As you grow your income and your responsibilities, you’ll likely eventually want to borrow money to finance the purchase of either assets or your education. To do so, lenders will usually want to evaluate your creditworthiness by requesting to view your credit report and score.
Naturally, there are many myths about credit scores that can become confusing for first-time credit applicants or even seasoned borrowers who have financed multiple assets.
In this article, we’ll round up some popular credit myths to clear up these misconceptions and assist you in building a great credit report.
Do credit scores matter?
Your credit report is a running history of your borrowing behaviour, and is an indication to lenders of how likely you are to both be able to, and will, repay a certain loan.
While there may be arguments that credit scores don’t matter - as certain lenders may base their credit decisions on several other factors to balance their view on your credit worthiness - credit reports remain the most universal and accessible way for lenders to evaluate your credit profile.
It is likely, however, that lenders may supplement their lending decisions with alternative data if you do not have much credit history or if you have a lower credit score. This can include your banking history, other contracts such as insurance policies, your income and expenses, or other relevant information.
Do credit reports contain my salary?
Your credit report does not actually include your salary or remuneration, and isn’t typically used to inform your affordability when you begin a new credit application.
However, your credit report will give indications of how much credit you have applied for, what loan amounts and terms you accepted, and your outstanding balance including interest and fees owed. These figures may be used to give an indicative view of your income or expenses - however, most lenders worldwide will instead ask you to supply your income through bank statements or payslips.
Does checking your credit score lower it?
One of the biggest misconceptions about reviewing your credit report and score is that accessing either will in fact lower it.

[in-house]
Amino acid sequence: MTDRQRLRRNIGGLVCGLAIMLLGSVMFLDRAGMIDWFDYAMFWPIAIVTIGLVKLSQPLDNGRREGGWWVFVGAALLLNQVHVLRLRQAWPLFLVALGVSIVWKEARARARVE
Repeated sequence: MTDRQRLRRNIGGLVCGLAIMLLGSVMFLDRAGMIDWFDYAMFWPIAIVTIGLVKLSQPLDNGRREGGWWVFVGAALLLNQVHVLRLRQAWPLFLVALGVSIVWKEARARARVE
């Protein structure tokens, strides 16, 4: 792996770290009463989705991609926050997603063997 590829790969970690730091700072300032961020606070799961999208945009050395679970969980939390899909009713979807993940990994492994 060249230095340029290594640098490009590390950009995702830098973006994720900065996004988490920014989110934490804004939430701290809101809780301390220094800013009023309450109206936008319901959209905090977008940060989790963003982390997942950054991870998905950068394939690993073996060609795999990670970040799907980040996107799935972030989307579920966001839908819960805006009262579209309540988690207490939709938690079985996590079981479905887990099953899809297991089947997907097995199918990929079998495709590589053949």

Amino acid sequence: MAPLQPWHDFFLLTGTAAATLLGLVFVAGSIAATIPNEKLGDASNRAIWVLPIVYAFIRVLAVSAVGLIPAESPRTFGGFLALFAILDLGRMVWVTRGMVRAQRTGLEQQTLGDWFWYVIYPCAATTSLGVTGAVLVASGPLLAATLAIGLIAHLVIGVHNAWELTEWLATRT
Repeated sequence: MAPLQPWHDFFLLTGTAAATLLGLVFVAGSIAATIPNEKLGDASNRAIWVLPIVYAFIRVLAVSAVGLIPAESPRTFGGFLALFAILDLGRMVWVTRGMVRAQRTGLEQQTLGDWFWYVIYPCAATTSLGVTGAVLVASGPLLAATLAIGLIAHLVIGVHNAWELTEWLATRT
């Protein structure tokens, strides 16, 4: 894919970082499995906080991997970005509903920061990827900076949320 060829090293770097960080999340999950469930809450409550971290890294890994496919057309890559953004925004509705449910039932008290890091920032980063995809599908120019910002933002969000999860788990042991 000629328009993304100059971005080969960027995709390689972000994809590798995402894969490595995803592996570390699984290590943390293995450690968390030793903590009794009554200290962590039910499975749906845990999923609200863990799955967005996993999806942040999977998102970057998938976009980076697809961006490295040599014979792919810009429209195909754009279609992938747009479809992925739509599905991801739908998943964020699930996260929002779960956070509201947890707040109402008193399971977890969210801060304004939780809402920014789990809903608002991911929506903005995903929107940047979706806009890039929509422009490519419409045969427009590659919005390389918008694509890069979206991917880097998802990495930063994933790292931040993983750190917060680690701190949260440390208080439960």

However, that isn’t true. Viewing your credit report will not affect your score in any way. In fact, reviewing your report and ensuring that information listed is accurate - and requesting the removal of any incorrect information - may actually cause your score to increase.
While checking your FICO score will not lower it, it’s worthwhile to note that certain loan applications may involve lenders reviewing your report. While a ‘soft’ pull or request will not lower your score, a ‘hard’ or ‘intensive’ review may affect your score, as it will signal to other lenders that you may either be seeking extensive finance or are in financial difficulty.
Does not using a credit card hurt your credit score?
While a credit card is usually the first exposure that many people have to credit, not using your credit card will not impact your credit score.
Ideally, lenders seek to review your credit score and understand your borrowing habits - meaning that applicants who have used their credit facilities and made repayments towards their outstanding balance will usually have a higher credit score than those who have not borrowed at all. Ironically, this means that many borrowers with a higher credit score may be in slightly more debt.
It is essential to note that excessive borrowing and a failure to make repayments can significantly impair your credit score. A general rule of thumb to follow, when accessing credit through a credit card, is to use no more than ⅓ of your total credit limit available and to make timeous repayments wherever possible.